They get very sniffy about that apostrophe so I'd better get it right.
Queens' College, unlike neighbouring King's, does not announce itself to the casual visitor. King's strides grandly and majestically along King's Parade and has the wonderful Chapel which, with both its size and magnificence, dominates the scene. Queens' College, in contrast, hides away demurely in a side street. You enter through what appears to be just a hole in a drab and grimy wall, though once inside you turn to see that you've actually come in through a mighty gatehouse.
The street outside is so narrow and cramped that you are scarcely able to see the whole building. The college was founded in 1448 by Queen Margaret of Anjou, wife of Henry VI, as The Queen's College of St Margaret and St Bernard to "laude and honneurre of sexe feminine". Then in 1475 the college was re-founded by Elizabeth, the Queen of Edward IV. So the college was founded by two queens, hence that apostrophe after the "s".
The Old Court, which you see as you first enter is little changed since it was built when the college was founded. As you make your way through the archway into Cloister Court you are able to see into the Old Hall.
How very different from the canteen where I ate my sausage and chips when I was a student! Originally the Hall was rather plain but was re-decorated in the mid-19th century in the Arts and Crafts style.
Then you're in Cloister Court itself. If Queens' lacks the grandeur and extravagance of some other colleges then it more than makes up for it with the quirky charm exhibited here:
From Cloister Court you can sneak through the corner into Walnut Tree Court....
....along one side of which stands the New Chapel (by "New" we mean 1891) which was designed, like the re-decorations which we saw in the Hall, by George Bodley. Avid readers of this blog, if any such there be, might remember Mr Bodley from a post about All Saints' Church; well, here's some more of his work....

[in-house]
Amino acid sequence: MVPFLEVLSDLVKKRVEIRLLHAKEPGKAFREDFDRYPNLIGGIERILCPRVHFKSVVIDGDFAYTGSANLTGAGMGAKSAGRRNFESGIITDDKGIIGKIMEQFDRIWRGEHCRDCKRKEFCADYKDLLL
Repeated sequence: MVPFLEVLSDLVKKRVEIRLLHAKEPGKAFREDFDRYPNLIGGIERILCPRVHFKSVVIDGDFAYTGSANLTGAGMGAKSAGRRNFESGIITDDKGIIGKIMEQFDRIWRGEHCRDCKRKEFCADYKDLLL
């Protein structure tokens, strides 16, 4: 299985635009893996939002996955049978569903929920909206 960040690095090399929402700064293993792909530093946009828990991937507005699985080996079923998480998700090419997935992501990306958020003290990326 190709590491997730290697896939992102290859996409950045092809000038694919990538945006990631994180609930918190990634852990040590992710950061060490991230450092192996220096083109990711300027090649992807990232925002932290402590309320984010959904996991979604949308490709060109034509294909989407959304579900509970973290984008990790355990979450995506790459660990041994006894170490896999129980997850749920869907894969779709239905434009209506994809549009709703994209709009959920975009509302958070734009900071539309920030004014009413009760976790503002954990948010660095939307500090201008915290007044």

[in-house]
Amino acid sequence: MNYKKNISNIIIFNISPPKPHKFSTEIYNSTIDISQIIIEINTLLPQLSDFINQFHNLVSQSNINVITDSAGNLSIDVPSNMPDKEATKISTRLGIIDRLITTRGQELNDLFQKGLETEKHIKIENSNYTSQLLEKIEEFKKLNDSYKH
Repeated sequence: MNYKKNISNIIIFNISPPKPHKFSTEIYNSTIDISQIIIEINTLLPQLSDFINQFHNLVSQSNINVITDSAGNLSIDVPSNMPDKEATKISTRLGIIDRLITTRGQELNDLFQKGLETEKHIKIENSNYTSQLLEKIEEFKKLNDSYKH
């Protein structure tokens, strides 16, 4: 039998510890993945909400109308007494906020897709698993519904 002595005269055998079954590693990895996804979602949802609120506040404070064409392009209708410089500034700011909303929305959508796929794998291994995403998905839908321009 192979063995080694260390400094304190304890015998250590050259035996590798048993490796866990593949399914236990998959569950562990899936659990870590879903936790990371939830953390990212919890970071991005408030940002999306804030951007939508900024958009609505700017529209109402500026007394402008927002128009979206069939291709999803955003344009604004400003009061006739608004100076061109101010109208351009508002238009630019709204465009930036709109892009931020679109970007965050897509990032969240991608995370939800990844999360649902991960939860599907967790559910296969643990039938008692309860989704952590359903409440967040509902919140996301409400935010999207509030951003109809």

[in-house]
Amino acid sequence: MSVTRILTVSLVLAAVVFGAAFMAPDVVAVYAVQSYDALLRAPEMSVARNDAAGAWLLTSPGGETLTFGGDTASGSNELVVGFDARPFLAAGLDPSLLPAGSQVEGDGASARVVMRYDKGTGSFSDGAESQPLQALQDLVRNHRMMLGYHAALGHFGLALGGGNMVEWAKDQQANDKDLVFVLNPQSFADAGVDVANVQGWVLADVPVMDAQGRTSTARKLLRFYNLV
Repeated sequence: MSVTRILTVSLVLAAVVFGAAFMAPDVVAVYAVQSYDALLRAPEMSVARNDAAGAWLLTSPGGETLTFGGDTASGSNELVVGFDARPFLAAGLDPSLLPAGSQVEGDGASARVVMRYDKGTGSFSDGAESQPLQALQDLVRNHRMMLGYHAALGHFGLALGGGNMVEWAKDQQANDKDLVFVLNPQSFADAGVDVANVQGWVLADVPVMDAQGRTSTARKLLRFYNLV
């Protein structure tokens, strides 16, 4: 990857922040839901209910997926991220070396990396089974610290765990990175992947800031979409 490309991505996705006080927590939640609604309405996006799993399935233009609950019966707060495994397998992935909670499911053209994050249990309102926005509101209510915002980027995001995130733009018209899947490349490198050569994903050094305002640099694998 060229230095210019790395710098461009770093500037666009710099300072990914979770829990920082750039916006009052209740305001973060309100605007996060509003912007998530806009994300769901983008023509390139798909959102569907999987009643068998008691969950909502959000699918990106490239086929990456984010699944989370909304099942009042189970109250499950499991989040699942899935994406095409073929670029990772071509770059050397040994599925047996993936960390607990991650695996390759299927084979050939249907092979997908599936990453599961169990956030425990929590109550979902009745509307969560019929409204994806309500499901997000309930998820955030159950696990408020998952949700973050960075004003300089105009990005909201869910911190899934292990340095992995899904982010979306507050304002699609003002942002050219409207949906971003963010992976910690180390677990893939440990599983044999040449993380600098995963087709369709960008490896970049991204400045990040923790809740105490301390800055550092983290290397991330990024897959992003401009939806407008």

There was preparation going on for some kind of end of college-year event so I didn't investigate further, but made my way around to where there was a more relaxed feel to proceedings in the Fellows' Garden....
....I say, old boy, are you sure those are Fellows? They look like "the sexe feminine" to me.
I wandered back into Cloister Court to cross the river by The Wooden Bridge, or the Mathematical Bridge as it's more often, but incorrectly, known.
I've shown you this before but to save the muscles of your clicking-finger here's what I said then:
"If you've been to Cambridge you've probably seen this queer-looking bridge. It's the kind of structure that seems to inspire stories. The college authorities refer to it as "The Wooden Bridge" but everyone else calls it the "Mathematical Bridge". Some say it was designed by Isaac Newton but in fact it was the work of an undergraduate named W. Etheridge in 1749. Disappointing but true. Then you may hear that it was originally held together without the need for nails or bolts. That may be true but wooden dowels were probably used instead. The last tale, and the one I really wish was true, is that the iron bolts were put in because inebriated students returning after a night in the local alehouses could not resist the temptation to dismantle the bridge. Then of course, in the cold light of day, they found it was much harder to put back together again. But sadly there's no evidence for that story either."
Over on this side of The Cam the college has added some more modern buildings, built in the 1970s and 80s; not bad for their day, but not in keeping with our present post. So lets just take a wordless wander back the way we came...